'If you want an all-round and diverse education, it may be perfect for you': Meet the IB student at Cheltenham Ladies' College

The International Baccalaureate provides an alternative to A Levels for Sixth Form students and includes opportunities to learn outside of the classroom, with an IB student from Cheltenham Ladies' College sharing why she believes it will better prepare her for university - and for life.

By Chloe Gorman  |  Published
The International Baccalaureate is growing in popularity - and Cheltenham Ladies' College student Maia tells SoGlos why she chose to study the IB instead of A Levels.

Promising to give learners a well-rounded education that prepares them for life by building their critical thinking skills and nurturing their ability to solve complex problems, the International Baccalaureate (IB) is growing in popularity with students. 

SoGlos speaks to an IB student from Cheltenham Ladies' College about why she chose the International Baccalaureate instead of traditional A Levels - and what it's like to study at the prestigious independent school. 

About the student - Maia from Cheltenham Ladies' College

Maia is a Sixth Form student working towards her International Baccalaureate at Cheltenham Ladies' College, studying a variety of higher and standard level subjects including maths, English and modern languages. 

Cheltenham Ladies' College is Gloucestershire's highest performing independent school, welcoming girls aged 11 to 18 to its diverse community on a day or boarding basis. 

Why did you choose to study the International Baccalaureate?

The International Baccalaureate is encouraged and supported at Cheltenham Ladies' College, so for me it wasn’t much of a decision as I knew I wanted to be challenged and get more out of my time in Sixth Form. When choosing IB subjects, you have to take maths, English, a language, a science and a humanity, so I loved the breadth and I thought it was valuable to maintain my maths, English and language skills past GCSE, where I may not have taken these as standalone A Levels, had I picked the latter route through Years 12 to 13.

What subjects are you studying as part of your IB?

I chose to take higher level Spanish, history and biology; and standard level maths (AI), English and philosophy. You have to take three subjects at higher level and three at standard level to provide depth and breadth in the diploma.

How does the IB differ from A Levels?

As well as six subjects, the core of the program is made up of the extended essay, a 4000-word piece of writing in one of your subject areas; Theory of Knowledge (TOK), a study into what we know and how we know it; and Creativity, Activity and Service (CAS).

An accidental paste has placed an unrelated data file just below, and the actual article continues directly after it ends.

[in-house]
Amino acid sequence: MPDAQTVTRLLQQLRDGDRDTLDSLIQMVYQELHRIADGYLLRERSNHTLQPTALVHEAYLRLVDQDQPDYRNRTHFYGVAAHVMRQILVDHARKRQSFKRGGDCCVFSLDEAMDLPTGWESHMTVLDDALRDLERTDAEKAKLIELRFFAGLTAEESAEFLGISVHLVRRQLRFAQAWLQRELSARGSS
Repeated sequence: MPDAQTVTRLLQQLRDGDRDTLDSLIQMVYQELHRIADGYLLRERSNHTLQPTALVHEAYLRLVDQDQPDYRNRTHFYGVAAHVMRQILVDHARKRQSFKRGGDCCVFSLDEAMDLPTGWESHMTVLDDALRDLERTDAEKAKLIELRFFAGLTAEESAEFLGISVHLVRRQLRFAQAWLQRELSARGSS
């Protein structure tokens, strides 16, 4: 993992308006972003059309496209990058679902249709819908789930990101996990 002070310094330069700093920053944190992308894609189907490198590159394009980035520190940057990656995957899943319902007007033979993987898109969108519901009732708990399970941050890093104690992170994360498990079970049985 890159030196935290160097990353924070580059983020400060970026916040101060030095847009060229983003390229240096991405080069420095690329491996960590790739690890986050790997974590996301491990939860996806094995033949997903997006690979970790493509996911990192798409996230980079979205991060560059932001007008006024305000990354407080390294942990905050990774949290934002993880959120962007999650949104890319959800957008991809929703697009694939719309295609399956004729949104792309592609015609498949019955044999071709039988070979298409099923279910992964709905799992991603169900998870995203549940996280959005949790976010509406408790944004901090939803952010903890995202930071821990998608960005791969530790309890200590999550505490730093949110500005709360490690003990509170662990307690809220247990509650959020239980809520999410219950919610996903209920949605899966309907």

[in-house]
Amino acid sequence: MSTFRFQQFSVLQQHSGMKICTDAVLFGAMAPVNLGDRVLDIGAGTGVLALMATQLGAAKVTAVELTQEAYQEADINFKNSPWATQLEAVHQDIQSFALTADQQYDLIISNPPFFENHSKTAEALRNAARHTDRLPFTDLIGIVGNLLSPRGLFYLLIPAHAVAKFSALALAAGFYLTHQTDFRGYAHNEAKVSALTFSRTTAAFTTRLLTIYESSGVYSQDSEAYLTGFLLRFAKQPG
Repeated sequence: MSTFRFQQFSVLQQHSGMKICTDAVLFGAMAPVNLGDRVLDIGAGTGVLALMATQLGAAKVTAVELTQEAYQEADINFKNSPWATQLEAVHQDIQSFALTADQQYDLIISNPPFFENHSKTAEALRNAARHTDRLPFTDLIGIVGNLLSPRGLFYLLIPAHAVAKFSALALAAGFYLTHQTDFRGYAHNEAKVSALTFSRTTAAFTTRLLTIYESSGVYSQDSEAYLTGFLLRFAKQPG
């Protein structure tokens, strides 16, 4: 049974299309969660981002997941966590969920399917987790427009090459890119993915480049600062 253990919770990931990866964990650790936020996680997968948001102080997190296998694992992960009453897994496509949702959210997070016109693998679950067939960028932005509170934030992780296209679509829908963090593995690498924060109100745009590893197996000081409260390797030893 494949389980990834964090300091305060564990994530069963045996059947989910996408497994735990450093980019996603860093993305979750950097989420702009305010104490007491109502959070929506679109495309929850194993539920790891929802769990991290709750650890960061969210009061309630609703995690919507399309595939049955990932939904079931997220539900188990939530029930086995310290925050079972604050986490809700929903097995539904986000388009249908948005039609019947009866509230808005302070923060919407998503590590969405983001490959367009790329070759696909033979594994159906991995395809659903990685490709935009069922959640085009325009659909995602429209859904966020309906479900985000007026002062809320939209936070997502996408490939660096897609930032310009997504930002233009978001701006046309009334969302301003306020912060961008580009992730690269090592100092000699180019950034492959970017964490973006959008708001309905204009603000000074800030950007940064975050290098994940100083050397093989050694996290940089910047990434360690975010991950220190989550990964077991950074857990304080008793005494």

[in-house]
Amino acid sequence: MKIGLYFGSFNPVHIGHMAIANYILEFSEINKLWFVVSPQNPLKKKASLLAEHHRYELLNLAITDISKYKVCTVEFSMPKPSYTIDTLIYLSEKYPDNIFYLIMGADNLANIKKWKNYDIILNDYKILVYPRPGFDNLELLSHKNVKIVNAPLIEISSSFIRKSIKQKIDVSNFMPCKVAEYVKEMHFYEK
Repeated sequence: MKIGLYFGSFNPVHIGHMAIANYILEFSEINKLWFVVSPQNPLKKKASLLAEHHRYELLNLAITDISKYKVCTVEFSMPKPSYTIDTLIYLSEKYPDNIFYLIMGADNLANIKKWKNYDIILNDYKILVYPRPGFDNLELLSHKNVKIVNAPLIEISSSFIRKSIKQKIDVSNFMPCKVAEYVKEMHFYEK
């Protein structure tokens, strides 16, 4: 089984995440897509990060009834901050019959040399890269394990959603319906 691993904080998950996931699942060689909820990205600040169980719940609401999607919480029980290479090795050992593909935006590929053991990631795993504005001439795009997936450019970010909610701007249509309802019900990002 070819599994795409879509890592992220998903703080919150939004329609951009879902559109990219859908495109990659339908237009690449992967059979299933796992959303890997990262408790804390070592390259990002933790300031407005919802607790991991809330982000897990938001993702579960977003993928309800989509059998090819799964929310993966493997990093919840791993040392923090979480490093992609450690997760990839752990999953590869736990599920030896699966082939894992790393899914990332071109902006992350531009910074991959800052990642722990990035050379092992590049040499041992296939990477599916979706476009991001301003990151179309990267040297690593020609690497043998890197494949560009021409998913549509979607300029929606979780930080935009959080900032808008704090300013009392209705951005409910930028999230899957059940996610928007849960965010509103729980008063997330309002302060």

With CAS, every student must participate in activities outside of the classroom that align with creativity, activity and service. For example, for creativity, I took up crochet, I am a college prefect and enjoy attending various clubs after school. For activity, I represent my school at netball and started roller-skating; and for service, I volunteer at a local primary school once a week.

It’s really the core components that set the IB apart from A Levels. They all contribute to the overall IB Learner Profile that is essentially the heart and soul of the programme. It also ensures the individual is honing their co-curricular skills, in tandem with their academics, which I feel is the main difference to A Levels.

What made you want to study the IB at Cheltenham Ladies’ College?

CLC encourages the soft skills the IB instils in its students, and the learner you will be at the end of the two years. It makes you reflect on the kind of person you’ll becomes after Sixth Form in all responsibilities you may face in later life, with some of these qualities including being principled, open-minded, balanced, reflective and caring risk-takers.

IB teachers are aware of these traits and incorporate them into our lessons. For example, we are encouraged to be balanced and open-minded when debating different viewpoints in class, and to be risk-takers by diving into new and unfamiliar ideas.

Where do you hope your IB will take you in the future?

Through the extended essay, I have had to fully plan, research and write a 4000-word essay, which was something I had never done before to that extent. I hope that at university I will now be more equipped and comfortable writing papers and essays for my course.

I like to think that the Theory of Knowledge (TOK) programme enables me to notice and question things in my life around me. Every year at CLC we hold a TOK exhibition, where each student chooses three real world objects and discusses their significance to them personally. I took objects that I use daily, or take for granted, and it helped me to fully appreciate their meaning and purpose in the context of the modern world. For example, I wrote about some crochet hand warmers that I made and use daily; Microsoft Teams; and a cartoon I saw in my Spanish lesson that I found very intriguing.

What advice would you give to other students considering studying the IB at CLC?

I would say that initially the thought of studying six subjects as well as the core programme means that the IB tends to sound like an overwhelming amount of work, and there are certainly times when that feels true. However, I always keep in mind this line: if it were truly impossible, it wouldn’t be offered. Stay positive, be organised, keep on top of your work and meet deadlines as they come, and you will fly through the two years. The IB may not appeal to everyone, but it is brilliant preparation for university and work, and if you want an all-round and diverse education, rather than a deep dive into a few select subjects, it may be perfect for you.

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